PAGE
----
I suppose I live in the land of knowing Christ is who He is. Perhaps I live in a certain enchantment in that land and I find my peace and therefore my outlook there. So to me, “It is what it is,” is like saying, “It is as God says.” Amen.

  16. debbie

    I have to say I agree with cherie. Sometimes I have to let go of situations that I cannot do anything about, should not do anything about. I recognize that I am not in control of people, circumstances. I do not say it with hopelessness, but as a reminder to myself that at this present moment the situation is what I see it to be. I can fret, worry, fume or I can choose to leave it in the hands of my Father who is more than capable of seeing the larger picture when I cannot.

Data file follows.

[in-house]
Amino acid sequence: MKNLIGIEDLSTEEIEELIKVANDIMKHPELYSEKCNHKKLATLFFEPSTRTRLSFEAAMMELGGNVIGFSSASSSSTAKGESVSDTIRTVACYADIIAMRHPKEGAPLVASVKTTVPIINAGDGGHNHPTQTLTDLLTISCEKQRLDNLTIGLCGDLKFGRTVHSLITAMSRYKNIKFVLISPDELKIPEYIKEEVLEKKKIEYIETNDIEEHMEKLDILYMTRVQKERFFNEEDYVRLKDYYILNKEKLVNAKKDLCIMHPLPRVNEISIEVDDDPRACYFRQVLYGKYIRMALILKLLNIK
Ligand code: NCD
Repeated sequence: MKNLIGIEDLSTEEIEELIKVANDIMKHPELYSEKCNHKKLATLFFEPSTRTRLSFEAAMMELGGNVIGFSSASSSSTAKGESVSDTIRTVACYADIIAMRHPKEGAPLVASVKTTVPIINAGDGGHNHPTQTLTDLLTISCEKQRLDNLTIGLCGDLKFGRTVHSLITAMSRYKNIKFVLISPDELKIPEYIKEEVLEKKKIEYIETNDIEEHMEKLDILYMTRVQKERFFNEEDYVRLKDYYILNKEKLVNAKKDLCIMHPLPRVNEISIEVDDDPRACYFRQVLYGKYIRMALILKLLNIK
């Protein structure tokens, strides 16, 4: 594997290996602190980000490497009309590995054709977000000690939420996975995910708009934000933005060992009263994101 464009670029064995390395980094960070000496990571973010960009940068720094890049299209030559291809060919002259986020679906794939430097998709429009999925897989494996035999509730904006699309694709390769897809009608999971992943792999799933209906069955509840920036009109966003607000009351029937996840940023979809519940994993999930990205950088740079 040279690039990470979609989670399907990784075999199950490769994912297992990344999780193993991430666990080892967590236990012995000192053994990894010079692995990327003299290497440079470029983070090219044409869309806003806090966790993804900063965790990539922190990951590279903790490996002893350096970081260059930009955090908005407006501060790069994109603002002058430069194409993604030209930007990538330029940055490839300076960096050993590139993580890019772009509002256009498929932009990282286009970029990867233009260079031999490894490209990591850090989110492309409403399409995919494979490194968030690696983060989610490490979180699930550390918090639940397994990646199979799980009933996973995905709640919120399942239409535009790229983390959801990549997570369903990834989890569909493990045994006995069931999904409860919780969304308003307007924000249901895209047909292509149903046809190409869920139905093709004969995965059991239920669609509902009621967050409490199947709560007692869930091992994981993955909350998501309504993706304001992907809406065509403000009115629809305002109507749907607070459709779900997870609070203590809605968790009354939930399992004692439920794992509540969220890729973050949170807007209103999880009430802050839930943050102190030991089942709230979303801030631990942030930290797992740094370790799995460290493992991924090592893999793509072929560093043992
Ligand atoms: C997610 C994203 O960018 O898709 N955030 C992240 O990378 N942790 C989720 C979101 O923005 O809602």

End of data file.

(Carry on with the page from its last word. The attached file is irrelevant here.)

probably a better way of expressing myself when faced with situations that are beyond me is to tell myself and others let it go….Let God do what He is going to do and trust Him with the results.
    It is what it is right now but with God it will be what it will be.